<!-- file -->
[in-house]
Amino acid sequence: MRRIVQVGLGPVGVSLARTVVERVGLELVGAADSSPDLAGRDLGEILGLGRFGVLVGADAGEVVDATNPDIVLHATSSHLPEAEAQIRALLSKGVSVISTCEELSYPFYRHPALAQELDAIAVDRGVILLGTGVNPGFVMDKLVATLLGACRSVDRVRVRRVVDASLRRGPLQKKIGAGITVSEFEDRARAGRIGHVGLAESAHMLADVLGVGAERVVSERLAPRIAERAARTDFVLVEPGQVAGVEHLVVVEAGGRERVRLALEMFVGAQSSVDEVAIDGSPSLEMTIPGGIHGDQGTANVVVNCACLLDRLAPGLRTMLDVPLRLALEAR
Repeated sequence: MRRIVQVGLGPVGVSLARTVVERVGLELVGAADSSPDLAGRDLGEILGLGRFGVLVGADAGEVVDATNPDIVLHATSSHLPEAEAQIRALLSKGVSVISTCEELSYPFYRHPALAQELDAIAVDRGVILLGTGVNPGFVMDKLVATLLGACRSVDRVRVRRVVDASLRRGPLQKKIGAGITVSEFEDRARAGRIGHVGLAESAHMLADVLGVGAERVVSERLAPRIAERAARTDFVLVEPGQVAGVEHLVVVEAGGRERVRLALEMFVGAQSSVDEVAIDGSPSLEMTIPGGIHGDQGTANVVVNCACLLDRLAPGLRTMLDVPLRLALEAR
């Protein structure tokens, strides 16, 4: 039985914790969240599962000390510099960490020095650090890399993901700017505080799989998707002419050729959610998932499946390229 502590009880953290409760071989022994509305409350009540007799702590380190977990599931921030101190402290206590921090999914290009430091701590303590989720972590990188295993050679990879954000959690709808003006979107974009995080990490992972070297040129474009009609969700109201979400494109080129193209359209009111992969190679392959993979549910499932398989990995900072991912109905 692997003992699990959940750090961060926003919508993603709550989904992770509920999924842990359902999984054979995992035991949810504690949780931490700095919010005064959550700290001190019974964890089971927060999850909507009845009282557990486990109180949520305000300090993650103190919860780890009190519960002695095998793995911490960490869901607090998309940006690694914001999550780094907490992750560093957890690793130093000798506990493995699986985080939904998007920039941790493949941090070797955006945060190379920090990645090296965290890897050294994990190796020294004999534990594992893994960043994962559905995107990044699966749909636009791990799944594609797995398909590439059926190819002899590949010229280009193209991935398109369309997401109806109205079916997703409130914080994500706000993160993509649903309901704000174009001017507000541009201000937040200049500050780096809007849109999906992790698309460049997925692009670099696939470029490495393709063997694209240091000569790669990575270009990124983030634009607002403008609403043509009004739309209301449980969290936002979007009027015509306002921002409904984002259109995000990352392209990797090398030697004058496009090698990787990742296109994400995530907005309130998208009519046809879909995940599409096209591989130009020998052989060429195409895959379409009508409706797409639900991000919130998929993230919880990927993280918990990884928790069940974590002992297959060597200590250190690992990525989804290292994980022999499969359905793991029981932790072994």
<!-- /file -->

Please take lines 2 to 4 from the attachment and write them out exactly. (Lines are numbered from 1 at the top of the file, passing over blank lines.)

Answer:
Amino acid sequence: MRRIVQVGLGPVGVSLARTVVERVGLELVGAADSSPDLAGRDLGEILGLGRFGVLVGADAGEVVDATNPDIVLHATSSHLPEAEAQIRALLSKGVSVISTCEELSYPFYRHPALAQELDAIAVDRGVILLGTGVNPGFVMDKLVATLLGACRSVDRVRVRRVVDASLRRGPLQKKIGAGITVSEFEDRARAGRIGHVGLAESAHMLADVLGVGAERVVSERLAPRIAERAARTDFVLVEPGQVAGVEHLVVVEAGGRERVRLALEMFVGAQSSVDEVAIDGSPSLEMTIPGGIHGDQGTANVVVNCACLLDRLAPGLRTMLDVPLRLALEAR
Repeated sequence: MRRIVQVGLGPVGVSLARTVVERVGLELVGAADSSPDLAGRDLGEILGLGRFGVLVGADAGEVVDATNPDIVLHATSSHLPEAEAQIRALLSKGVSVISTCEELSYPFYRHPALAQELDAIAVDRGVILLGTGVNPGFVMDKLVATLLGACRSVDRVRVRRVVDASLRRGPLQKKIGAGITVSEFEDRARAGRIGHVGLAESAHMLADVLGVGAERVVSERLAPRIAERAARTDFVLVEPGQVAGVEHLVVVEAGGRERVRLALEMFVGAQSSVDEVAIDGSPSLEMTIPGGIHGDQGTANVVVNCACLLDRLAPGLRTMLDVPLRLALEAR
């Protein structure tokens, strides 16, 4: 039985914790969240599962000390510099960490020095650090890399993901700017505080799989998707002419050729959610998932499946390229 502590009880953290409760071989022994509305409350009540007799702590380190977990599931921030101190402290206590921090999914290009430091701590303590989720972590990188295993050679990879954000959690709808003006979107974009995080990490992972070297040129474009009609969700109201979400494109080129193209359209009111992969190679392959993979549910499932398989990995900072991912109905 692997003992699990959940750090961060926003919508993603709550989904992770509920999924842990359902999984054979995992035991949810504690949780931490700095919010005064959550700290001190019974964890089971927060999850909507009845009282557990486990109180949520305000300090993650103190919860780890009190519960002695095998793995911490960490869901607090998309940006690694914001999550780094907490992750560093957890690793130093000798506990493995699986985080939904998007920039941790493949941090070797955006945060190379920090990645090296965290890897050294994990190796020294004999534990594992893994960043994962559905995107990044699966749909636009791990799944594609797995398909590439059926190819002899590949010229280009193209991935398109369309997401109806109205079916997703409130914080994500706000993160993509649903309901704000174009001017507000541009201000937040200049500050780096809007849109999906992790698309460049997925692009670099696939470029490495393709063997694209240091000569790669990575270009990124983030634009607002403008609403043509009004739309209301449980969290936002979007009027015509306002921002409904984002259109995000990352392209990797090398030697004058496009090698990787990742296109994400995530907005309130998208009519046809879909995940599409096209591989130009020998052989060429195409895959379409009508409706797409639900991000919130998929993230919880990927993280918990990884928790069940974590002992297959060597200590250190690992990525989804290292994980022999499969359905793991029981932790072994």